Due to this, free will as a concept does not exist. It contradicts itself. Free will exists but at the same time the Bible and the teachings say otherwise. If you, want to change, but the path that was given to you is predetermined; then that just means, you have done nothing but fight the inevitability of being possibly wrong or right. It procures to the masses that freedom exists, but exercising it does not mean you are completely in control. Also;

Prayers Don’t Work

     Praying doesn’t help. Let’s say you have prayed before a job interview because you really want the job that you desire. You got the job. What do you conclude? God helped you surpass the adversary. But if you did pray, and you lost the job; what do you conclude? You conclude that God has abandoned you. God, in both sense, did not help. The prayer did not help in both situations. It was your morale and confidence that brough you to it. Both situations play into factors such as; skills, confidence in speaking, knowledge, and sensibility. If you are great, and the company doesn’t like you, you are forsaken. If you are great, and the company likes you, you are blessed. No divine intervention happened in both situations since both are dictated by chance and skill.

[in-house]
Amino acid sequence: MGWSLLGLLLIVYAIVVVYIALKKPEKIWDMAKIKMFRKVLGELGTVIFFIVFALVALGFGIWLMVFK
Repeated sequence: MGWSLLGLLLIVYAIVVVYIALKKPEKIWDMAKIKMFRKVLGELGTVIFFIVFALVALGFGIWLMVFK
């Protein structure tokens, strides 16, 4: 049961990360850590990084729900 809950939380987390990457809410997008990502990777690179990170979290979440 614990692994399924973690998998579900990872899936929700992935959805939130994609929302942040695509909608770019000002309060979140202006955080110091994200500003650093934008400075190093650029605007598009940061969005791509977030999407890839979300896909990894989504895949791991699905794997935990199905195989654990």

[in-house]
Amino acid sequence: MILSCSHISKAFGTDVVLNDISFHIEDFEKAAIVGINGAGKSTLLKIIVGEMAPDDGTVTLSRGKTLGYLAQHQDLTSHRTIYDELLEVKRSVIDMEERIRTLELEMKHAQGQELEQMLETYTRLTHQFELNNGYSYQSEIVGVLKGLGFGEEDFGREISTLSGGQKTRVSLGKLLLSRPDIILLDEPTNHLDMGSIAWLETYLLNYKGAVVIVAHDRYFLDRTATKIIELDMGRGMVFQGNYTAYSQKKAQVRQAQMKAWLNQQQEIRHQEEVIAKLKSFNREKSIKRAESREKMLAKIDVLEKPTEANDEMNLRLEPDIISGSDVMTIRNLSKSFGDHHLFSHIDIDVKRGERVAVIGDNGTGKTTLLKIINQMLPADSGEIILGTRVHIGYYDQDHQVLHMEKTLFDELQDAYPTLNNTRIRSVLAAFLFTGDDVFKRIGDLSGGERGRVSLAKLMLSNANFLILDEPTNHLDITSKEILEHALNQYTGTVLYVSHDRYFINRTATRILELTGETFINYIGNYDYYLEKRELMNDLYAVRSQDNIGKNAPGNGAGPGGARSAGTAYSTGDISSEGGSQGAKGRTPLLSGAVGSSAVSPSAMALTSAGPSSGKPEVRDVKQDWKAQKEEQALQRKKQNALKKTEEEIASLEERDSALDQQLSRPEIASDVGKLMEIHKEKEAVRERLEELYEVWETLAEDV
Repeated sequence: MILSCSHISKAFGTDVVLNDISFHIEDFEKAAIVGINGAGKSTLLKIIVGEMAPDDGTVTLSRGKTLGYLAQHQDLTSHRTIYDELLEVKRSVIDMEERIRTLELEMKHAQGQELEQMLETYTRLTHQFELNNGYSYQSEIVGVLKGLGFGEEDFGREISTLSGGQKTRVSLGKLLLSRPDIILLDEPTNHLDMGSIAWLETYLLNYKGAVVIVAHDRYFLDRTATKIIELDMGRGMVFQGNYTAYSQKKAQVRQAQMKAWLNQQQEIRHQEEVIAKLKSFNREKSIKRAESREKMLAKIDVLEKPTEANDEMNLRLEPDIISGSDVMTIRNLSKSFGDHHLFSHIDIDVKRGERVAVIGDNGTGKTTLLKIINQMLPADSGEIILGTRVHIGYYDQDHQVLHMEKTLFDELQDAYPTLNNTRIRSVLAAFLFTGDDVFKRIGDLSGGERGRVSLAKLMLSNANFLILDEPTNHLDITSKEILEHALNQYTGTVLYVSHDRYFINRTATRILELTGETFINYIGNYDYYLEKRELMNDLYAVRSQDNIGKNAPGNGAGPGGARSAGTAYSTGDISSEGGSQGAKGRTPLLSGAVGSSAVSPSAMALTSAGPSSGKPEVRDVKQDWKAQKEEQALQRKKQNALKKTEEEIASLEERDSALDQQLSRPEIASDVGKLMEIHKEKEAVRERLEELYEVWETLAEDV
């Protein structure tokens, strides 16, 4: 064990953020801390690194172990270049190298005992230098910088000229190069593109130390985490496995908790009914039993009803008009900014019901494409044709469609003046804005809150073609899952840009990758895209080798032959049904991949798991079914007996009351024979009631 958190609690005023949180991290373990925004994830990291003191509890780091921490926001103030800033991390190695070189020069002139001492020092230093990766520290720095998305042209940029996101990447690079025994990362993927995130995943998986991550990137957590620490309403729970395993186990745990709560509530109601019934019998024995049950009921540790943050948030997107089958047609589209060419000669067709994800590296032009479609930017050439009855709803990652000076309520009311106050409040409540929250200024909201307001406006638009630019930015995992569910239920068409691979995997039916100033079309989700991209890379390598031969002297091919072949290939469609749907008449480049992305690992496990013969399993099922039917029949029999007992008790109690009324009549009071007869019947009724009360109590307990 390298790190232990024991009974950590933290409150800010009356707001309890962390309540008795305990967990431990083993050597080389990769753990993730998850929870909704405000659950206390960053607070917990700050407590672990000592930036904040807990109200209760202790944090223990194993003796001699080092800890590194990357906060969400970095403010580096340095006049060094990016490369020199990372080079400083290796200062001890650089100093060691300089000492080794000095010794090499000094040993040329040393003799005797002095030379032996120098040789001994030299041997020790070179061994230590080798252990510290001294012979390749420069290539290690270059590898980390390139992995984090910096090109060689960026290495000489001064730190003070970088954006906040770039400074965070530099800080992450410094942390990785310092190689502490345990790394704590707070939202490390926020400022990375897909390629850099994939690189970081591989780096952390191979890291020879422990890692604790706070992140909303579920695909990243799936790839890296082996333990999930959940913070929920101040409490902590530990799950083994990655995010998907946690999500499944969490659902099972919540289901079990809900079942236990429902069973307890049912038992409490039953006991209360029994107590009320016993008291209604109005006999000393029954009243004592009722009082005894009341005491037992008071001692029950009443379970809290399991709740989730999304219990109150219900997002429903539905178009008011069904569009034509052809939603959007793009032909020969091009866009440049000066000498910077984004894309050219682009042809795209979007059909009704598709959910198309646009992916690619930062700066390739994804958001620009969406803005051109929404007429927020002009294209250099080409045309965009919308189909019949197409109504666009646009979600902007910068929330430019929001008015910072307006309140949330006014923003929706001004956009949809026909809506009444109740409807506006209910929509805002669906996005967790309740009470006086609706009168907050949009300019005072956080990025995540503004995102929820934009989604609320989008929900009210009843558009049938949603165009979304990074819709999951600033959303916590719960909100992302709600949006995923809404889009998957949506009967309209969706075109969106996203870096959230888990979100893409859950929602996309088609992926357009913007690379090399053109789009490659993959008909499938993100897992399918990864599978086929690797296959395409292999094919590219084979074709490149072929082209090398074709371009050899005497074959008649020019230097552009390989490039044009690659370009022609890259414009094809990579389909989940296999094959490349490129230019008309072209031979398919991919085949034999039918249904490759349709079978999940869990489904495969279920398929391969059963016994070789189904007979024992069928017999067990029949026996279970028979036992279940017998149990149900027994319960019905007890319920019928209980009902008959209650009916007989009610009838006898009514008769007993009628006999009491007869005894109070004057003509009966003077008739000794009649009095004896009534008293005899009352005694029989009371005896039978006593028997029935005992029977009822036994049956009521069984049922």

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5 comments, sorted by Click to highlight new comments since: Today at 6:26 AM

I wonder, are the downvotes here an expression of disagreement, or a complaint that this is too boringly obvious?

I didn't downvote (nor upvote) the first time I saw it.  I have downvoted now.